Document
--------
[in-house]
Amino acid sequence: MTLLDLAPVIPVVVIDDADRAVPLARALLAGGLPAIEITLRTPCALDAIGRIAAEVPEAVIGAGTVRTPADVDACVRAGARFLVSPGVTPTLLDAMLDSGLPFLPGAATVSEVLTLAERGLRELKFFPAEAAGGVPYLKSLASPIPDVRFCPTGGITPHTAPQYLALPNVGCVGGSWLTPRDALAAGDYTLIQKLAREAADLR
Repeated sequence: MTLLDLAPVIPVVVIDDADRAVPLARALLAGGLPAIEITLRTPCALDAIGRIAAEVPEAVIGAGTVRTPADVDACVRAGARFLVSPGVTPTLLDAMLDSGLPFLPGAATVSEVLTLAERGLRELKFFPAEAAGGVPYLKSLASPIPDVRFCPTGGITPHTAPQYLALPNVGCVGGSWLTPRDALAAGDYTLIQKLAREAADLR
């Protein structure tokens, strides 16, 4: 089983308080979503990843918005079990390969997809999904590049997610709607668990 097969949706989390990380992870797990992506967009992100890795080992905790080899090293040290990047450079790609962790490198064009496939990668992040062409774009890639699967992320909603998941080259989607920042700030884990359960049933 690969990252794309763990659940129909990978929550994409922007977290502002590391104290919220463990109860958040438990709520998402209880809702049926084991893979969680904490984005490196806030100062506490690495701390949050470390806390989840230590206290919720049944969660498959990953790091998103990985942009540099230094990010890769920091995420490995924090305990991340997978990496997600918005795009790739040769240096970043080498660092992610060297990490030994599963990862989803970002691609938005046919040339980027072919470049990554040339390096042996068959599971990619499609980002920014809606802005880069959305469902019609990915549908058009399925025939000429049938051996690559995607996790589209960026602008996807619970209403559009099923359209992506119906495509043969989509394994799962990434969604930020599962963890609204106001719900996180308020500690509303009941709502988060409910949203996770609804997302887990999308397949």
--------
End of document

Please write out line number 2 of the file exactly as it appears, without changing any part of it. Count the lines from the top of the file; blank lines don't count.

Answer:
Amino acid sequence: MTLLDLAPVIPVVVIDDADRAVPLARALLAGGLPAIEITLRTPCALDAIGRIAAEVPEAVIGAGTVRTPADVDACVRAGARFLVSPGVTPTLLDAMLDSGLPFLPGAATVSEVLTLAERGLRELKFFPAEAAGGVPYLKSLASPIPDVRFCPTGGITPHTAPQYLALPNVGCVGGSWLTPRDALAAGDYTLIQKLAREAADLR